Guidance on Disposal

Why is there guidance on disposals on the purchasing web site?

Whenever a need for a new item is identified, the first and most natural thing to do is to investigate whether the item is already available elsewhere within our own organisation. This avoids the need to purchase a new item and ensures that we are fully utilising items which we already own. A good buyer will always consider all relevant sources of supply, including information on what items are available for re-housing.

Just as we aim to minimise the cost when we acquire goods and services, so we should aim to maximise income when we dispose of goods. It is therefore good practice to ensure that we are sharing information efficiently.

Whenever an item is to be replaced

It is worthwhile when receiving bids for new or replacement items, to include reference to the old equipment. You can then plan your disposals work accordingly.

When you have items for disposal

In accordance with Schedule 4 of Financial Regulations, Heads of Departments are responsible for establishing procedures to ensure that all items of equipment disposed of (including vehicles) are properly authorised, accounted for, and recorded. Disposal of any equipment originally valued at over £10,000 should be notified in writing to Financial Accounts at the Old Schools (see Fixed Asset Procedures, Chapter 16 of Financial Procedures Manual):

Disposal recommendations

The recommended disposal principles are as follows:

Offer Surplus Items for Re-Use

Surplus items may be advertised in a number of ways:

  • Advertise within own location (via e-mail)
  • Procurement Services maintains an e-mail group containing the addresses for the Departmental purchasing co-ordinators. This can be used to send a quick note identifying items for disposal. Contact Procurement Services x32233, email
  • The Science Purchasing Group circulates details of used laboratory goods contact Fern McCall, Secretary, 64328 email,

Trade in

Seek an offer for trade in value from the supplier of the replacement equipment. Compare with offers from groups interested in purchasing the items. (below)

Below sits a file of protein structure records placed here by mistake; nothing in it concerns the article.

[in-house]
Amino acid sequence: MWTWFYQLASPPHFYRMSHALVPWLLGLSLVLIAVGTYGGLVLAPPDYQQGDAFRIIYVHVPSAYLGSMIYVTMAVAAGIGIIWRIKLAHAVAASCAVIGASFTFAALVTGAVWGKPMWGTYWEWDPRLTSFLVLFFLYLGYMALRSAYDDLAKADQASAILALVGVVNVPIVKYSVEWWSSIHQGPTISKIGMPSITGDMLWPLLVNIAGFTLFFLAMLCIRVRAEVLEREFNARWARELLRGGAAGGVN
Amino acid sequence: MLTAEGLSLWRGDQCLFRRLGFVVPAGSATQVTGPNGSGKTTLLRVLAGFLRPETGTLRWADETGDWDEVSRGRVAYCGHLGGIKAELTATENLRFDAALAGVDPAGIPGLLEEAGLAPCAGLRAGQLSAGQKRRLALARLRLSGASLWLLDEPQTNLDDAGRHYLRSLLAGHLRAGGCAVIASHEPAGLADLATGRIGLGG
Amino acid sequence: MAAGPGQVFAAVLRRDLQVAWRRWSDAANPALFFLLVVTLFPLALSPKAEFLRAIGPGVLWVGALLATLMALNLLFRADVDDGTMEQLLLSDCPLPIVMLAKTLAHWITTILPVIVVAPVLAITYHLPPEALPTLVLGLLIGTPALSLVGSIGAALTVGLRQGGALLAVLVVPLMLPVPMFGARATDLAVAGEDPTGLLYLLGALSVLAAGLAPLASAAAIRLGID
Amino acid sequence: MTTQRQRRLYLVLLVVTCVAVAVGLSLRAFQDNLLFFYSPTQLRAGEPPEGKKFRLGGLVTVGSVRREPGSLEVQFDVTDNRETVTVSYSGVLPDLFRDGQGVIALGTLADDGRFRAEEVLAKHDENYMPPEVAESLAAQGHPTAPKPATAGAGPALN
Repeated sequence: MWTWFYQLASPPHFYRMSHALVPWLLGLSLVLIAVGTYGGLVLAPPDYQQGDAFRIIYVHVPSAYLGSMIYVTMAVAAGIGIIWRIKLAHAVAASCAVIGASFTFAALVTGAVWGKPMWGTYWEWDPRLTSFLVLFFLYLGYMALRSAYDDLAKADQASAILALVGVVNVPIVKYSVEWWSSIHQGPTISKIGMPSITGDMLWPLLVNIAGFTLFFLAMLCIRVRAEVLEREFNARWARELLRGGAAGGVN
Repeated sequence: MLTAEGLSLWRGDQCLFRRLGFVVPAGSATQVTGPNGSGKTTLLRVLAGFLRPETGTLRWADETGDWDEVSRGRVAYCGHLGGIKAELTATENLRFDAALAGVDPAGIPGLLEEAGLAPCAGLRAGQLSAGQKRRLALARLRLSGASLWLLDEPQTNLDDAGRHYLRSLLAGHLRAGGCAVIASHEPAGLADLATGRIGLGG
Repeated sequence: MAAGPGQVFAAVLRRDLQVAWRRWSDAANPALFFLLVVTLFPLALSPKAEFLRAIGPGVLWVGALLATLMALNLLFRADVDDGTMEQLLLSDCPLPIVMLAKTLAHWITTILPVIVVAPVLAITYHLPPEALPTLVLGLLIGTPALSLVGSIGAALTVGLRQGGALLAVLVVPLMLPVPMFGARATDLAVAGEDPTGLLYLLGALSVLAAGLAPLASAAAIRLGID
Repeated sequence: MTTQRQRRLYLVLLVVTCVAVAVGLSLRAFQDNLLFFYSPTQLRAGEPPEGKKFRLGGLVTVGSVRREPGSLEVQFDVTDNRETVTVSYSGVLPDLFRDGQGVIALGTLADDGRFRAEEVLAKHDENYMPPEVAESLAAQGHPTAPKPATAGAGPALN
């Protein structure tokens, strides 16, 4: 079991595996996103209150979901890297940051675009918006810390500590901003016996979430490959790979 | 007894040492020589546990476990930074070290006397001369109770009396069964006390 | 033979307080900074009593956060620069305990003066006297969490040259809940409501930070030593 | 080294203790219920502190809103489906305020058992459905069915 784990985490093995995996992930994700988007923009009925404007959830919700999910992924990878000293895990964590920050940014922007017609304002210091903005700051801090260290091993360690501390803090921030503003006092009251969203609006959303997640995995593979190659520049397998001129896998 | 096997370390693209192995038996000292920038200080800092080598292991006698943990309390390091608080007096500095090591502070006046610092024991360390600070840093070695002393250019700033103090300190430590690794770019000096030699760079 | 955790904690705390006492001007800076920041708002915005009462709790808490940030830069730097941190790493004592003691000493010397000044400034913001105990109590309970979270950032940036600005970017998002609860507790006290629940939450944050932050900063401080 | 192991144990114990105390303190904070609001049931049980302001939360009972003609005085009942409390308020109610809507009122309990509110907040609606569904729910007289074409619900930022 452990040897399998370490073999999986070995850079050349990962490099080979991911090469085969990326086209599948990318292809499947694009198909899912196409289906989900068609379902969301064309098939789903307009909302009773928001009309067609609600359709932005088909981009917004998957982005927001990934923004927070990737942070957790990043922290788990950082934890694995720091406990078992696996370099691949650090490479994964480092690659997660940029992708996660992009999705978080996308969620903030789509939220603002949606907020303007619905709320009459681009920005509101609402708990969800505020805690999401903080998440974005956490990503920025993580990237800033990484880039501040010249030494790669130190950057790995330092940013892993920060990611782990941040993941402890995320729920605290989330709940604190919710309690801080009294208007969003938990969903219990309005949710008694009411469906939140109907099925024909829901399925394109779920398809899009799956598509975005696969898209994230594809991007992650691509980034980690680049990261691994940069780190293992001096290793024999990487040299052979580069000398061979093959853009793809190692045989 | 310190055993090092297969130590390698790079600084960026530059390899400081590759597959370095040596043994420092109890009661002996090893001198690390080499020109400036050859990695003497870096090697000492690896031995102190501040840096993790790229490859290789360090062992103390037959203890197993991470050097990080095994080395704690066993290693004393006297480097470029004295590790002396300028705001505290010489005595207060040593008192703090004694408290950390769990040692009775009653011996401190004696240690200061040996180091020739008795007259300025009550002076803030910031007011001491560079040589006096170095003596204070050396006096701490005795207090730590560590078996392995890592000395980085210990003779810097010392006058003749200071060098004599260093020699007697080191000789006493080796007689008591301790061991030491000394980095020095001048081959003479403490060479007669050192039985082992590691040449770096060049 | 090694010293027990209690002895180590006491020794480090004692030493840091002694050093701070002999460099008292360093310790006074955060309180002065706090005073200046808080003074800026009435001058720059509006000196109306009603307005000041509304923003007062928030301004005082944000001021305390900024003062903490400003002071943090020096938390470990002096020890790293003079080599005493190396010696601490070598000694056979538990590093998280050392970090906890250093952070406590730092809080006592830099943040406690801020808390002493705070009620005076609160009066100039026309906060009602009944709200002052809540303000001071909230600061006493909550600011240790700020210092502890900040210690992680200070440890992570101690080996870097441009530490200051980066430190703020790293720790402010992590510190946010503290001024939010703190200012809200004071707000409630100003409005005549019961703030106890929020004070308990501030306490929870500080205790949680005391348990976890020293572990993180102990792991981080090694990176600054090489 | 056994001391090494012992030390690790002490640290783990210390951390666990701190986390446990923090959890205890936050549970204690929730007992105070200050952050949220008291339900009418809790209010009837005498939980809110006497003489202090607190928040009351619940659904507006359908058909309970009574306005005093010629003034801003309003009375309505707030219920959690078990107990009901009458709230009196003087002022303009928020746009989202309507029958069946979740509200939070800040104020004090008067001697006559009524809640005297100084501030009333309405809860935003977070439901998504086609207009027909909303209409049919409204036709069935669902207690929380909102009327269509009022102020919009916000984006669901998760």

Sell to maximise income (NB safety issues must be considered):

  1. Auction
  2. Advertise Nationally on the Procureweb Surplus Equipment website Xchange ( This is particularly useful if the item is a piece of technical research equipment
  3. Private company
  4. Employee offers,

Selling externally

When selling externally, two separate offers should be obtained if possible. The buyer should be notified in writing that the goods are second-hand and not sold as new, and attention should be drawn to any known defects or hazardous features. Sales invoices should include a statement to the following effect:


  • These goods are second hand. You acknowledge that you have thoroughly inspected the goods and buy accepting any defects
    • apparent on examination or
    • which might reasonably be understood by you as inherent (ie part of the nature of the goods).
  • This Notice does not exclude or limit any liability which may not by law be excluded or limited.
  • We accept full liability for death or personal injury directly caused by our negligence and for fraud and fraudulent misrepresentation.
  • Our liability for any other loss or damage is limited to the price you pay us for the goods.
    If you are buying as a business, warranties as to fitness for purpose and satisfactory quality are excluded.”

Dispose (to minimise cost):

  1. Give to an employee who will collect
  2. Give to a charity which collect
  3. Pay for removal and disposal.

Scrapping goods

It may sometimes be preferable to scrap defective goods to prevent them from reaching the market place. Due care should be taken to make safe any hazardous features prior to disposal, and a record should be kept of all items scrapped. A signed decontamination statement should be provided for any equipment that has been in contact with biological or chemical contaminants.

Further guidance on Disposal

General guidance on waste

Care should be taken that any equipment is disposed of in accordance with the Duty of Care requirements of the Environmental Protection Act 1990. Further information is available from:

Guidance for the Disposal of Waste Electrical & Electronic Equipment

Since 1 st July 2007 most electrical and electronic equipment has needed to be segregated for separate disposal via a specialist recycling contractor to comply with the requirements of the Waste Electrical and Electronic Equipment (WEEE) Regulations

Disposal of Redundant IT Equipment

Due to issues surrounding data security, any redundant computers should only be disposed of through the free service administered by the Environmental Office.